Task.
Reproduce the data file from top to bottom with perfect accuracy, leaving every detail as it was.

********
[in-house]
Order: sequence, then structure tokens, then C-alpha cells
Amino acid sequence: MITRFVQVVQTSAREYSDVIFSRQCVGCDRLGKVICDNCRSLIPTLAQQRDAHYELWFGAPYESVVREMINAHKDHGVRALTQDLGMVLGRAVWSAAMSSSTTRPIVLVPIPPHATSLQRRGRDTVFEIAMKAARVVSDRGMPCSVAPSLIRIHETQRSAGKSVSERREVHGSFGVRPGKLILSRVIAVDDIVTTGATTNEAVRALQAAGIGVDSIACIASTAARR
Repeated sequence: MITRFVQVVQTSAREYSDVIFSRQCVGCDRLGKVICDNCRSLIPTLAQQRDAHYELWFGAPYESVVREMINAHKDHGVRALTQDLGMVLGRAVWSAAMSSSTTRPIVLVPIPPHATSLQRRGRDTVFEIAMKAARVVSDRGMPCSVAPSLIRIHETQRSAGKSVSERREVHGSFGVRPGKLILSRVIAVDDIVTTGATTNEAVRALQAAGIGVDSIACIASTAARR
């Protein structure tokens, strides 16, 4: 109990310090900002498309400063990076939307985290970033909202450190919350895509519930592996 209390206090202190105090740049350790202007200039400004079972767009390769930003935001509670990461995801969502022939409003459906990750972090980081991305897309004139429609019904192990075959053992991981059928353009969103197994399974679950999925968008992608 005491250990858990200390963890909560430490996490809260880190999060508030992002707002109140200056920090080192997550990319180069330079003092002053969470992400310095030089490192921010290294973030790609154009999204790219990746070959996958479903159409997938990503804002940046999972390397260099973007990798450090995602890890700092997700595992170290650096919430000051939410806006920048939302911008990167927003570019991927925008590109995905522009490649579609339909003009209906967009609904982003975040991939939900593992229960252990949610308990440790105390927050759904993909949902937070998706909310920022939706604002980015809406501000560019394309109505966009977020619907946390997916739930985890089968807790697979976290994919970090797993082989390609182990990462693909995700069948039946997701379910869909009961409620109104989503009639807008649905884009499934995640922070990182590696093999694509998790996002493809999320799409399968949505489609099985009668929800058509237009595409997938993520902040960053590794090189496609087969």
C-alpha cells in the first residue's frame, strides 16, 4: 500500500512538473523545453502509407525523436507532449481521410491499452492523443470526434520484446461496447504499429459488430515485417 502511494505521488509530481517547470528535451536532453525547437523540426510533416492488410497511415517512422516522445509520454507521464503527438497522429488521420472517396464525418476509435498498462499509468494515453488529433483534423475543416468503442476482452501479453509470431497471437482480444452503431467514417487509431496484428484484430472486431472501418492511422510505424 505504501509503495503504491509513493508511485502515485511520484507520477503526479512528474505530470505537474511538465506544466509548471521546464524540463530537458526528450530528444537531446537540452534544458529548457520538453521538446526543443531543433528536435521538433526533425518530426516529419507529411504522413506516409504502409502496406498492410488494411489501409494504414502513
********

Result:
[in-house]
Order: sequence, then structure tokens, then C-alpha cells
Amino acid sequence: MITRFVQVVQTSAREYSDVIFSRQCVGCDRLGKVICDNCRSLIPTLAQQRDAHYELWFGAPYESVVREMINAHKDHGVRALTQDLGMVLGRAVWSAAMSSSTTRPIVLVPIPPHATSLQRRGRDTVFEIAMKAARVVSDRGMPCSVAPSLIRIHETQRSAGKSVSERREVHGSFGVRPGKLILSRVIAVDDIVTTGATTNEAVRALQAAGIGVDSIACIASTAARR
Repeated sequence: MITRFVQVVQTSAREYSDVIFSRQCVGCDRLGKVICDNCRSLIPTLAQQRDAHYELWFGAPYESVVREMINAHKDHGVRALTQDLGMVLGRAVWSAAMSSSTTRPIVLVPIPPHATSLQRRGRDTVFEIAMKAARVVSDRGMPCSVAPSLIRIHETQRSAGKSVSERREVHGSFGVRPGKLILSRVIAVDDIVTTGATTNEAVRALQAAGIGVDSIACIASTAARR
């Protein structure tokens, strides 16, 4: 109990310090900002498309400063990076939307985290970033909202450190919350895509519930592996 209390206090202190105090740049350790202007200039400004079972767009390769930003935001509670990461995801969502022939409003459906990750972090980081991305897309004139429609019904192990075959053992991981059928353009969103197994399974679950999925968008992608 005491250990858990200390963890909560430490996490809260880190999060508030992002707002109140200056920090080192997550990319180069330079003092002053969470992400310095030089490192921010290294973030790609154009999204790219990746070959996958479903159409997938990503804002940046999972390397260099973007990798450090995602890890700092997700595992170290650096919430000051939410806006920048939302911008990167927003570019991927925008590109995905522009490649579609339909003009209906967009609904982003975040991939939900593992229960252990949610308990440790105390927050759904993909949902937070998706909310920022939706604002980015809406501000560019394309109505966009977020619907946390997916739930985890089968807790697979976290994919970090797993082989390609182990990462693909995700069948039946997701379910869909009961409620109104989503009639807008649905884009499934995640922070990182590696093999694509998790996002493809999320799409399968949505489609099985009668929800058509237009595409997938993520902040960053590794090189496609087969």
C-alpha cells in the first residue's frame, strides 16, 4: 500500500512538473523545453502509407525523436507532449481521410491499452492523443470526434520484446461496447504499429459488430515485417 502511494505521488509530481517547470528535451536532453525547437523540426510533416492488410497511415517512422516522445509520454507521464503527438497522429488521420472517396464525418476509435498498462499509468494515453488529433483534423475543416468503442476482452501479453509470431497471437482480444452503431467514417487509431496484428484484430472486431472501418492511422510505424 505504501509503495503504491509513493508511485502515485511520484507520477503526479512528474505530470505537474511538465506544466509548471521546464524540463530537458526528450530528444537531446537540452534544458529548457520538453521538446526543443531543433528536435521538433526533425518530426516529419507529411504522413506516409504502409502496406498492410488494411489501409494504414502513